Barbara W. Woodlee, the former president of Kennebec Valley Community College and the first female director of the state technical college system, will be inducted Saturday into the Maine Women’s Hall of Fame.

The 26th annual Maine Women’s Hall of Fame Induction Ceremony and Silver Tea is set for 1 p.m. Saturday in Jewett Hall at the University of Maine at Augusta.

Woodlee, 68, served as president of KVCC in Fairfield for 28 years and is the chief academic officer for the Maine Community College System.

She was nominated for the award by John Fitzsimmons, former president of the MCCS. She holds the distinction of being the first woman president at one of the state community colleges.

“It was unexpected and most humbling,” Woodlee said by phone driving back to Maine from her second home in Virginia Beach, Va. “I can’t tell you how surprised and just delighted I am to receive this, but it was very unexpected.”

In his nomination, Fitzsimmons wrote that for more than three decades, Woodlee has worked to remove barriers to higher education for Maine people.


“The majority of her students were women, many of them low income, many of them single mothers, who Barbara believed in and on whose behalf she worked tirelessly,” he said. “By taking on these challenges, while raising four children, she has opened the door to other women to assume leadership positions.”

Woodlee will be inducted into the Hall of Fame along with Ellen F. Golden, of Woolwich, senior vice president at Coastal Enterprises. The Maine Women’s Hall of Fame was established in 1990 by the Maine Federation of Business and Professional Women to honor women who have made an outstanding contribution to improving the lives for all Maine women.

Sally Ann Parks, chairwoman of the Hall of Fame, said Woodlee’s long and successful career in education has been defined by her commitment to improving the lives of her students, the majority of whom have been women — many of them low-income and many of them single mothers.

“Her goal,” Parks said. “Was to help them achieve their educational goals and build a more secure future for themselves and their families.”

Parks credited Woodlee with improving education for Maine women by designing and building programs in health care and other fields that held the promise of well-paying jobs.

“Many women from throughout Maine jump-started their lives and careers by earning a credential from Kennebec Valley Community College,” he said.


Parks said Woodlee has worked to remove barriers to higher education for people in Maine. He credited her with building partnerships among colleges and working to ease transfers between two- and four-year degree programs, not only for students from KVCC but for students throughout the state community college system.

Woodlee was the first woman director in the state technical college system and the first woman president when the transition was to the community college system.

She began her career in education in the early 1970s teaching adults to read and prepare for employment through the Maine Department of Labor office in Waterville.

“It was extremely rewarding to see people become economically self-sufficient and to see them succeed,” she said. “It was a great start, using those labs in the evening to reach adults who were displaced in the market place and needing to prepare for new careers. We also served youth who hadn’t thought much about post-secondary education.”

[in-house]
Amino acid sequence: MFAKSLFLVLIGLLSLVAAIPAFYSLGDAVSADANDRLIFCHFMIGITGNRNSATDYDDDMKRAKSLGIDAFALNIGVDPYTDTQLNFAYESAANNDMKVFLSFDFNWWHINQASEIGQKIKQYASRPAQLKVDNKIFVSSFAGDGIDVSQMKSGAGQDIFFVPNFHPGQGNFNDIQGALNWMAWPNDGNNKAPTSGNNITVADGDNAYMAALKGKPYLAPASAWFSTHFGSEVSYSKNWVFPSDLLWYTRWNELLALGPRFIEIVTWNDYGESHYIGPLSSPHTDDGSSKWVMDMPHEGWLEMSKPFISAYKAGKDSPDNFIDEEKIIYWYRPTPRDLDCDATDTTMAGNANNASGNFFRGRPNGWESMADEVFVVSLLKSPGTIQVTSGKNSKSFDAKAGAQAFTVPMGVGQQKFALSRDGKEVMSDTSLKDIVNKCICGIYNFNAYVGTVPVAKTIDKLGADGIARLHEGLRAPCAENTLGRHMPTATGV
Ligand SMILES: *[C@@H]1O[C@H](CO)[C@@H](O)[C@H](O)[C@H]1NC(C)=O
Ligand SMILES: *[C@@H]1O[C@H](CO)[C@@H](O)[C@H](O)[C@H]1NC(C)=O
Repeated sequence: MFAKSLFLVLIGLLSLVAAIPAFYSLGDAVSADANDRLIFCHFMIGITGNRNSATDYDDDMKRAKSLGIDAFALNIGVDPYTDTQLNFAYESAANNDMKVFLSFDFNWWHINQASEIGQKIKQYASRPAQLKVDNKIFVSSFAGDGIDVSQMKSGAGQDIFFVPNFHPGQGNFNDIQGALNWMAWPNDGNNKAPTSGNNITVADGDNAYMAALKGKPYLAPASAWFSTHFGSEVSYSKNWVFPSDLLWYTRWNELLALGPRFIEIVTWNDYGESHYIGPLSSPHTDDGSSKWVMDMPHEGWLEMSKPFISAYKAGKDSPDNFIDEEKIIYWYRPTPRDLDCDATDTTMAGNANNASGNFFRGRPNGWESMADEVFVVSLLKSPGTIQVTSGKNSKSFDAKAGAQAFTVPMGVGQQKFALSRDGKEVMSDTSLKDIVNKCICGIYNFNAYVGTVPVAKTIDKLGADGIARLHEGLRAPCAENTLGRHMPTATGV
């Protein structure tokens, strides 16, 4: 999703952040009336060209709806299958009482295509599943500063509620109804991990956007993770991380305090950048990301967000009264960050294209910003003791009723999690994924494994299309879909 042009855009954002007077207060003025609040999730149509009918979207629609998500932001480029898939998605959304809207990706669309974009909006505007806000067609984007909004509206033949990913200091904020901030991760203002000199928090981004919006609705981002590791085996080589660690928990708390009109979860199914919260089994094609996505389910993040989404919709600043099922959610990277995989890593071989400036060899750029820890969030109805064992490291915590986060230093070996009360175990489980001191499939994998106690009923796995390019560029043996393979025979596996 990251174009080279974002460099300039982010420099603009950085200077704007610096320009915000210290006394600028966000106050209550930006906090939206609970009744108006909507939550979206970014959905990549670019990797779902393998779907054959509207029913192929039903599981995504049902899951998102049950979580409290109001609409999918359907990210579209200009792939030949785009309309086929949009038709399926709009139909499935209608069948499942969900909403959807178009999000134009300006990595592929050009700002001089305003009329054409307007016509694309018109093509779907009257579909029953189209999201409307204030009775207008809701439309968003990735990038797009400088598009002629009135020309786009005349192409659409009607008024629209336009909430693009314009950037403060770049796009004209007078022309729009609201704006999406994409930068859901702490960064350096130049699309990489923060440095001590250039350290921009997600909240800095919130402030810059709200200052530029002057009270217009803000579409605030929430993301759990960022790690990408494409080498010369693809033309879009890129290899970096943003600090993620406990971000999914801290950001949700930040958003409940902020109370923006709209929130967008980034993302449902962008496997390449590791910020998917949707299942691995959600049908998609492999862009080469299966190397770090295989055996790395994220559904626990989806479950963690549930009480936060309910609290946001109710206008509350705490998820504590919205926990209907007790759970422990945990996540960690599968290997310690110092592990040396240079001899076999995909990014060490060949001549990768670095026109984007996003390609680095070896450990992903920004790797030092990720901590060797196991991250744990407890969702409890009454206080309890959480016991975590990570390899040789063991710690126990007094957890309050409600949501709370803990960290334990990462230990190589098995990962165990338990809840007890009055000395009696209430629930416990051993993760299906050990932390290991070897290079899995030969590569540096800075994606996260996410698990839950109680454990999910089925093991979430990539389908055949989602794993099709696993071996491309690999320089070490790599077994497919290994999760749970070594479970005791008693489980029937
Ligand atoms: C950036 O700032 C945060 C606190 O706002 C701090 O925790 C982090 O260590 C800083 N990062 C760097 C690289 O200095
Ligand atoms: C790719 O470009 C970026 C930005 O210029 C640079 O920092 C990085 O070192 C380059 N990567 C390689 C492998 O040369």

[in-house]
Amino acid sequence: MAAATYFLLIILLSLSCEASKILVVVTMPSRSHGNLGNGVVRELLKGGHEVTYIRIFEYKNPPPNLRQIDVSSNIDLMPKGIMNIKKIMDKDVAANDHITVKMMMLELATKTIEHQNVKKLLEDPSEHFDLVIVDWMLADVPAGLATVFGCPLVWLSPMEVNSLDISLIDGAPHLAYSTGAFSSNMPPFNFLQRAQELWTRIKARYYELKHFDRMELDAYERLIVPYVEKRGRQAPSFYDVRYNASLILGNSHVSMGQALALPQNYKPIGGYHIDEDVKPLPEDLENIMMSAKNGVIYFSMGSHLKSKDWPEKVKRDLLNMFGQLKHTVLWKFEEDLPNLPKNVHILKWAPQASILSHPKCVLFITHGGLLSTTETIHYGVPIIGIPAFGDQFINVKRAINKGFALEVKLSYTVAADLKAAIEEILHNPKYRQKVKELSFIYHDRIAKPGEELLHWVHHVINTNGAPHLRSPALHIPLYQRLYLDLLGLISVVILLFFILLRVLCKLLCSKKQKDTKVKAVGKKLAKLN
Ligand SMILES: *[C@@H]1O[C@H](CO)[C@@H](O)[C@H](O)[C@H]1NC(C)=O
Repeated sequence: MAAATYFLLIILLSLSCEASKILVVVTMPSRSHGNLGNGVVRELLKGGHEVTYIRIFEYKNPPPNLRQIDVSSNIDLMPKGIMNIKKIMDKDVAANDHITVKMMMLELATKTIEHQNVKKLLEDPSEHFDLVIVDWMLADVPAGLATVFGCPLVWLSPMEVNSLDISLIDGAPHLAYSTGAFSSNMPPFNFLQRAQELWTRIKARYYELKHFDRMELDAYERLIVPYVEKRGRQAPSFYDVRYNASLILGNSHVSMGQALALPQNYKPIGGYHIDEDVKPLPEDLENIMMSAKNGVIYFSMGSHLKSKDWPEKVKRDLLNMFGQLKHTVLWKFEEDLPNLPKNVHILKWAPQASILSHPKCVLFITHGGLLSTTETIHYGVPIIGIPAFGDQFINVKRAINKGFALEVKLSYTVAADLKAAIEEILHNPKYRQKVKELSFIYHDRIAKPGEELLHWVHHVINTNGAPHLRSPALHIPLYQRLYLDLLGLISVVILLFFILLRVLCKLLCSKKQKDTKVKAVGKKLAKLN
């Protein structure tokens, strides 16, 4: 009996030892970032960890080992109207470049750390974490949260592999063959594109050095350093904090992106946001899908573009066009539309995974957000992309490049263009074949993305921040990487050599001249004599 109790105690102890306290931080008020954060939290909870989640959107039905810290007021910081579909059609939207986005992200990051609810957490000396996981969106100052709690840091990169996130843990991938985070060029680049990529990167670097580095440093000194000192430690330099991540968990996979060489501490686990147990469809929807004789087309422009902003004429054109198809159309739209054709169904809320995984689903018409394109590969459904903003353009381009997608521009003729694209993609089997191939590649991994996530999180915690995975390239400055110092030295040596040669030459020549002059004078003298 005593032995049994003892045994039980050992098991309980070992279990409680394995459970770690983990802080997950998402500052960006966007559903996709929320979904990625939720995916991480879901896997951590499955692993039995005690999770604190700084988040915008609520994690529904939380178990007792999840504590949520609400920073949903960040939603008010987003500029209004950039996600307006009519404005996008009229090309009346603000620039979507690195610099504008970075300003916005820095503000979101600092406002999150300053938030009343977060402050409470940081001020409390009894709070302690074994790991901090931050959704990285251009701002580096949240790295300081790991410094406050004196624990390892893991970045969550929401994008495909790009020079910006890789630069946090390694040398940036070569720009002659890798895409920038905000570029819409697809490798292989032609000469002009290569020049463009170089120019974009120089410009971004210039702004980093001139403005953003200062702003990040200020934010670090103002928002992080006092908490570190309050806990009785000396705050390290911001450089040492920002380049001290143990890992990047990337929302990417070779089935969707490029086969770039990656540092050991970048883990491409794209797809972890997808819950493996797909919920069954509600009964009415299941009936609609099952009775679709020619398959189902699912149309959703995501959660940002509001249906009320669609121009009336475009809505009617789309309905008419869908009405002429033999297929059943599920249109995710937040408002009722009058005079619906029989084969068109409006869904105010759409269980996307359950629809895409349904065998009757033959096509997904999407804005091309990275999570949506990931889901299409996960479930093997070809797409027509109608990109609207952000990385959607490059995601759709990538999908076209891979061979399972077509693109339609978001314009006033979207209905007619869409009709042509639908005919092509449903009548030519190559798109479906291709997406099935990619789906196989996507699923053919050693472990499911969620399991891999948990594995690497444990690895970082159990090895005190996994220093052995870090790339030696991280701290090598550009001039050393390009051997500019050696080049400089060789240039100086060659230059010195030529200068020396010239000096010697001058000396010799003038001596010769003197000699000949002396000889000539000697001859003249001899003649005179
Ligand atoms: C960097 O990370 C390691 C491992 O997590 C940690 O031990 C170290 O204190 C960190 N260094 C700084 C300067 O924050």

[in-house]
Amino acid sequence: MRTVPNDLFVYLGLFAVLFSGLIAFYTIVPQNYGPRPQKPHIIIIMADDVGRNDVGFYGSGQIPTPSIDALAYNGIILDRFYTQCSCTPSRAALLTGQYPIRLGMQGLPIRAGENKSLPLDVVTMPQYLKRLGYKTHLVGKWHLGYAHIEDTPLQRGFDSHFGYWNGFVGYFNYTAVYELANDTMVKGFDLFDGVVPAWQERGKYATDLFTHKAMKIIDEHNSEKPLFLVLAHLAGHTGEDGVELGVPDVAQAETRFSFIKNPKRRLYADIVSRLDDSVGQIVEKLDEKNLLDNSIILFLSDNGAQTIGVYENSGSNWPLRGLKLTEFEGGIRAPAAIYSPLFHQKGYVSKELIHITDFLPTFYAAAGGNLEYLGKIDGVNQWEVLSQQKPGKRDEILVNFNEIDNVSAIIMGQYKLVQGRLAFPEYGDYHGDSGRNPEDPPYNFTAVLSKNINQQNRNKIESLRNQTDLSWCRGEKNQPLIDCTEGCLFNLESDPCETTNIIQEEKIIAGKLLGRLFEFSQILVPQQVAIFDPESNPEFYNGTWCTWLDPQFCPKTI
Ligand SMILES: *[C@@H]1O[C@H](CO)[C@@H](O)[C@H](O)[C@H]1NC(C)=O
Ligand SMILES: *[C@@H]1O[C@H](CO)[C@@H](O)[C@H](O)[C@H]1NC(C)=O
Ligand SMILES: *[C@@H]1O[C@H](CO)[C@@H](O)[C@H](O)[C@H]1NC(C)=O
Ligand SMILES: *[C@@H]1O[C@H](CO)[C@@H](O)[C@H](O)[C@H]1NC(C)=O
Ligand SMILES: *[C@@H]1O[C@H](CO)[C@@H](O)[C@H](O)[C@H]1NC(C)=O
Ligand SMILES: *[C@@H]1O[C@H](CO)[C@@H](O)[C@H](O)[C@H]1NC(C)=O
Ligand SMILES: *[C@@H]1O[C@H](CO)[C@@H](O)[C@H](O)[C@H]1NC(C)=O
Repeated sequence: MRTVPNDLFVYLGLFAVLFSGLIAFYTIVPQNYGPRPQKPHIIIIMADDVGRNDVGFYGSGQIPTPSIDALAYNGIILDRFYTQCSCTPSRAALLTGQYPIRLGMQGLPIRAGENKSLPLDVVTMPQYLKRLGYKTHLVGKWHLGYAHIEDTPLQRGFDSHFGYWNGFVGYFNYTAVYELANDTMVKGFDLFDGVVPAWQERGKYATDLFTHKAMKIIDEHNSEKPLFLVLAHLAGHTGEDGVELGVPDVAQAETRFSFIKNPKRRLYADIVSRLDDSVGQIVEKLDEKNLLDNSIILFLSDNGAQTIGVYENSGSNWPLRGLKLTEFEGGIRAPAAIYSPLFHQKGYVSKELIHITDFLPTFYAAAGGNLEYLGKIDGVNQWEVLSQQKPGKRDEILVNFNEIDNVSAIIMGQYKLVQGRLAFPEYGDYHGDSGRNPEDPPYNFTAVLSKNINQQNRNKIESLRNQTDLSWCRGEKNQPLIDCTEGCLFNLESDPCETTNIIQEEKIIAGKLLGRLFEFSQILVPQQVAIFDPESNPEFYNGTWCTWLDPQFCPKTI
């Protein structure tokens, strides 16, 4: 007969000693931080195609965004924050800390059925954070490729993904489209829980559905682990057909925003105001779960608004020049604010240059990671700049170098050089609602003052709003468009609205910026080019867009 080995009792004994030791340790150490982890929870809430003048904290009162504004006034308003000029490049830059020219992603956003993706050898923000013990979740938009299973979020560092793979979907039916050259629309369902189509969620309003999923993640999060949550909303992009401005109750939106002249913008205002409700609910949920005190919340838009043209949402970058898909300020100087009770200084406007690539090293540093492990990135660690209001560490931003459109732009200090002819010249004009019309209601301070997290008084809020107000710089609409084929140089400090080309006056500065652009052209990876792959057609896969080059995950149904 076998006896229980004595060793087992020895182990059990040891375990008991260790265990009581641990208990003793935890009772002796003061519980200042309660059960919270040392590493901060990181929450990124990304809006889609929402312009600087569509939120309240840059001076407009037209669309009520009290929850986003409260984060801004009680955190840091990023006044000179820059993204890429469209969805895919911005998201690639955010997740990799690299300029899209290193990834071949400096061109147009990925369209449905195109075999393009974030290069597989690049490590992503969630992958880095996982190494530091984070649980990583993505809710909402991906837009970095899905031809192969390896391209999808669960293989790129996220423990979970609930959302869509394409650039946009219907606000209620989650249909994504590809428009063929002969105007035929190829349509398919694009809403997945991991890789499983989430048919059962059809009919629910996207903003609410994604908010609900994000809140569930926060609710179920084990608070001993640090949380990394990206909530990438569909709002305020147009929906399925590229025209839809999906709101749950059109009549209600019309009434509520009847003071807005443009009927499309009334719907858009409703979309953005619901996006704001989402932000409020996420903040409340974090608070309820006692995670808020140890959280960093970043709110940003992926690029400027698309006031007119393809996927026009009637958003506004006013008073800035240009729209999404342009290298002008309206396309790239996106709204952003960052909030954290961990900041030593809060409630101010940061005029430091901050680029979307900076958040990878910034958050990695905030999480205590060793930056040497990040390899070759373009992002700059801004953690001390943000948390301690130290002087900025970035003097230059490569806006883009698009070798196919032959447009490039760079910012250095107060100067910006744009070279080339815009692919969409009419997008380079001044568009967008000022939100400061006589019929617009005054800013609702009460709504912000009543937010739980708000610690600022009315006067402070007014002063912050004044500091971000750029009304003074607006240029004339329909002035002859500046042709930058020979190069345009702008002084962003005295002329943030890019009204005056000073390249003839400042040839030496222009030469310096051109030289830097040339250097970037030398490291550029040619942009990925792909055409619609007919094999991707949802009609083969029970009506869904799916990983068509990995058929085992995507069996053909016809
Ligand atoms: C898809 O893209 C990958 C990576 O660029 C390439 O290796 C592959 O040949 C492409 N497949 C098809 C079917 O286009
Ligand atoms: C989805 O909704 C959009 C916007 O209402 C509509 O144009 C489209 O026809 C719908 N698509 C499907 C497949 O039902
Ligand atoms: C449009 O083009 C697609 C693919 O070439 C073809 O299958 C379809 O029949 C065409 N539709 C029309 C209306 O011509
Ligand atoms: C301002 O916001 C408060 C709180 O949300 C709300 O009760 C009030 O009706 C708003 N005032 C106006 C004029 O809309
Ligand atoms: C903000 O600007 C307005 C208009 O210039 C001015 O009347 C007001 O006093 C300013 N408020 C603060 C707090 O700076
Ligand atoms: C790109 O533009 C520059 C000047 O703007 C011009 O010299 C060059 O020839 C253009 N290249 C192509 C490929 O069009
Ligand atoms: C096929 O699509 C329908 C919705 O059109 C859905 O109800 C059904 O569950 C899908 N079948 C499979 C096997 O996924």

Woodlee, of Vassalboro, joined the staff of Kennebec Valley Vocational Technical Institute as director of adult education in 1976, The institute shared space at Waterville Senior High School. The space is now the Mid-Maine Technical Center.

She was named director of the school in 1984.


During the next two-and-a-half decades, while raising four children, she led the institution through its transition from a vocational technical institute to Kennebec Valley Technical College and, in 2003, to Kennebec Valley Community College.

By the fall of 2009, approximately half of KVCC students were 21 or younger. Most were new high school graduates.

“The word ‘college’ in our name helped to eliminate confusion with the secondary technical centers,” Woodlee said. “It helped the public understand the postsecondary nature of our programming and favorably influenced enrollment.”

Students are now attending community colleges as a way to earn credits to transfer to the University of Maine system and other four-year colleges in Maine, Woodlee said. That, in turn, has attracted younger students, many straight out of high school, she said.

The college has evolved steadily from its early days providing basic occupational training and education into a steppingstone for those seeking advanced degrees, Woodlee said.

During her tenure at KVCC, Woodlee oversaw the acquisition of additional land for the campus, the construction of a new library and information technology center, and a $3.3 million grant from the U.S. Department of Energy for training in solar heating and cooling system installation to instructors throughout the Northeast.


Woodlee left KVCC in 2012. In her current role since as chief academic officer for the Maine Community College System, Woodlee said she still has work to do before she can think about retiring.

“In my current capacity I’ve been doing a lot of work in partnership with the University of Maine System, working on a number of transfer initiatives and I certainly want to see all of that through,” she said. “I’m very interested, too, in programs that do create access for women in areas that have traditionally been seen as male occupations. I hope that I can bring all the current projects to a close in the next several months.”

Doug Harlow — 612-2367

Twitter: @Doug_Harlow

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